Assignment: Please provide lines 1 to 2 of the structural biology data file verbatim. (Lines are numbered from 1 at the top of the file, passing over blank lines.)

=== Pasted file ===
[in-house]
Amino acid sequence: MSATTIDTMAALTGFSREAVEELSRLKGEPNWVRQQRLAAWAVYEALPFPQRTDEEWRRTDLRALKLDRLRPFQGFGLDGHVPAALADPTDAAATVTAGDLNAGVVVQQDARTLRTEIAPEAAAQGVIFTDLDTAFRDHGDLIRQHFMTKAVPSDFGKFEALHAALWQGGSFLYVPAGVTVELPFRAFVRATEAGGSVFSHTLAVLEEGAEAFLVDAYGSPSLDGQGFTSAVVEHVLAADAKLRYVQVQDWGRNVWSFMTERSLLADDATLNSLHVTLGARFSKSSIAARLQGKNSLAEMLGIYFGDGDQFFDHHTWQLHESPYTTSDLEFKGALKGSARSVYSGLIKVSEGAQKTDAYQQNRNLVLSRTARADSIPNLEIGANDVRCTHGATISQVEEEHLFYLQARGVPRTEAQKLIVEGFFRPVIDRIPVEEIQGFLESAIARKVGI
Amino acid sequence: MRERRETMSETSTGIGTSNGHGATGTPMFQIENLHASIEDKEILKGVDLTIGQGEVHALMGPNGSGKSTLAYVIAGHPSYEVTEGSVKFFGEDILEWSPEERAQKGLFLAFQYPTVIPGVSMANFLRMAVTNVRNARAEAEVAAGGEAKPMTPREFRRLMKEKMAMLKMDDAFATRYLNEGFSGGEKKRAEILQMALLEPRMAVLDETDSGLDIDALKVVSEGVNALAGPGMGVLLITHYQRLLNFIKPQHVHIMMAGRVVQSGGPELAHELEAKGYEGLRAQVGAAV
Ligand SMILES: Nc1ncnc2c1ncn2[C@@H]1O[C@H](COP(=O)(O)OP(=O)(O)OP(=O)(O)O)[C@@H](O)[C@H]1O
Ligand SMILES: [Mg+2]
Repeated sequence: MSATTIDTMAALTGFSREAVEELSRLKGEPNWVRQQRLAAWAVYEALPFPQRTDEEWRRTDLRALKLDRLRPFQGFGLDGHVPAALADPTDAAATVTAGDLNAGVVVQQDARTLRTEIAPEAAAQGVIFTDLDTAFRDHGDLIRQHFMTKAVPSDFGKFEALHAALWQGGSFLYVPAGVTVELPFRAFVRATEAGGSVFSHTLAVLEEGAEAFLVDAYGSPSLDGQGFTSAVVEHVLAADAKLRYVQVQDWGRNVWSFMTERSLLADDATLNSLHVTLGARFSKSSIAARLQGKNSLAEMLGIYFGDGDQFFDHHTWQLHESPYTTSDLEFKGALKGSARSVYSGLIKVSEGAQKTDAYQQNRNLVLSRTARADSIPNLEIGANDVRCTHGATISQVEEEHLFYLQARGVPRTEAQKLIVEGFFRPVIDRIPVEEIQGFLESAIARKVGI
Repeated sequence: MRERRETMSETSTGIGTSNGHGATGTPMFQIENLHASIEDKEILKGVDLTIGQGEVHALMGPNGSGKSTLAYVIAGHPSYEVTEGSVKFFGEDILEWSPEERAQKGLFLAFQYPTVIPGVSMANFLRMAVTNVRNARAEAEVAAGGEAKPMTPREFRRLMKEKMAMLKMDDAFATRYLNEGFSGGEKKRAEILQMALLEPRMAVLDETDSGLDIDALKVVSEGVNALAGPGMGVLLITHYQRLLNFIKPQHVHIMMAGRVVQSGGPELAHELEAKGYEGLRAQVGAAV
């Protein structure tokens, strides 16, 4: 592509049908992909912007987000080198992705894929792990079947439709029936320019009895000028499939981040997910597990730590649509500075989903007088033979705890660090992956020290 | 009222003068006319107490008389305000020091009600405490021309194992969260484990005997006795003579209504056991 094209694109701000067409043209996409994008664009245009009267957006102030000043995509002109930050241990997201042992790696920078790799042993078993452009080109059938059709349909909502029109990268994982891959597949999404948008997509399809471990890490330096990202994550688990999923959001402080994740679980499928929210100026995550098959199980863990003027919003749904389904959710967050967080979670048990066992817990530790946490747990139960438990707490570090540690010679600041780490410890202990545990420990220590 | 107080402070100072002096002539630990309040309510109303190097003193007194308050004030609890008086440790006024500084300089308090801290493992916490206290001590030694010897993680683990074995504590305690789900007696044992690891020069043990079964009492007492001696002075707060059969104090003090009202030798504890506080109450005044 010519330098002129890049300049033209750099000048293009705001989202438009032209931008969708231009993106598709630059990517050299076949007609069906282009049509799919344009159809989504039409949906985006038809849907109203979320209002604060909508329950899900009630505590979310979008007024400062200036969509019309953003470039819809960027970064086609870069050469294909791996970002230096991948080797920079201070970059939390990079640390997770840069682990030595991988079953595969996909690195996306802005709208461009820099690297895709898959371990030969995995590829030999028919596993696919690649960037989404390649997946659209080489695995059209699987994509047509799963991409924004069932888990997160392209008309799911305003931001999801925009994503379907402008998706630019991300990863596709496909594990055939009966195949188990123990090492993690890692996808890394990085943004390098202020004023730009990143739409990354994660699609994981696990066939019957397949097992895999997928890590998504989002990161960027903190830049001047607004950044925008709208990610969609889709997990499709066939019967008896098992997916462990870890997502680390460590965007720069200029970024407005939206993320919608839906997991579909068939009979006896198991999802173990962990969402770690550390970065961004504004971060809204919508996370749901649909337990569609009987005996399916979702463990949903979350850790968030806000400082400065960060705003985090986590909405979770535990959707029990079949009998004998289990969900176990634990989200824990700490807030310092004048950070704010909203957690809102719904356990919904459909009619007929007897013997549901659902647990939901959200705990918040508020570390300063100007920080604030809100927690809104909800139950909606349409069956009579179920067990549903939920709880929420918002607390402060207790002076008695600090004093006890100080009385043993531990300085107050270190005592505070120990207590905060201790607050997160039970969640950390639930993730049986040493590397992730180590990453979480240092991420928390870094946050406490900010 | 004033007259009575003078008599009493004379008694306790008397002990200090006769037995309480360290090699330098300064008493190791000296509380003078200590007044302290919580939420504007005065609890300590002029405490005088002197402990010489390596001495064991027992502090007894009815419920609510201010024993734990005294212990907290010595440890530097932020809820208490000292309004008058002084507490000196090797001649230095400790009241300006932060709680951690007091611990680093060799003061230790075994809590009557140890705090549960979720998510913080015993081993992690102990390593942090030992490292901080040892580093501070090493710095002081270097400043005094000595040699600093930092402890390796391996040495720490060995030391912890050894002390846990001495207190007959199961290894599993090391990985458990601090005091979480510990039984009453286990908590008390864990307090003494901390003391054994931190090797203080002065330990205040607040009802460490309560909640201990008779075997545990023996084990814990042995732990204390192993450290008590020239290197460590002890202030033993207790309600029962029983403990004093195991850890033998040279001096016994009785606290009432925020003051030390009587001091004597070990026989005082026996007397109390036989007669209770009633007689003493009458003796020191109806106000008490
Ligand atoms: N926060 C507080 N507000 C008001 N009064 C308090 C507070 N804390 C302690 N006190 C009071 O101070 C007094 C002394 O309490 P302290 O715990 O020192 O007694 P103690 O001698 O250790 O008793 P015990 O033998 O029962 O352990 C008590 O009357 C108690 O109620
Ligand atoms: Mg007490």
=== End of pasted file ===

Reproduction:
[in-house]
Amino acid sequence: MSATTIDTMAALTGFSREAVEELSRLKGEPNWVRQQRLAAWAVYEALPFPQRTDEEWRRTDLRALKLDRLRPFQGFGLDGHVPAALADPTDAAATVTAGDLNAGVVVQQDARTLRTEIAPEAAAQGVIFTDLDTAFRDHGDLIRQHFMTKAVPSDFGKFEALHAALWQGGSFLYVPAGVTVELPFRAFVRATEAGGSVFSHTLAVLEEGAEAFLVDAYGSPSLDGQGFTSAVVEHVLAADAKLRYVQVQDWGRNVWSFMTERSLLADDATLNSLHVTLGARFSKSSIAARLQGKNSLAEMLGIYFGDGDQFFDHHTWQLHESPYTTSDLEFKGALKGSARSVYSGLIKVSEGAQKTDAYQQNRNLVLSRTARADSIPNLEIGANDVRCTHGATISQVEEEHLFYLQARGVPRTEAQKLIVEGFFRPVIDRIPVEEIQGFLESAIARKVGI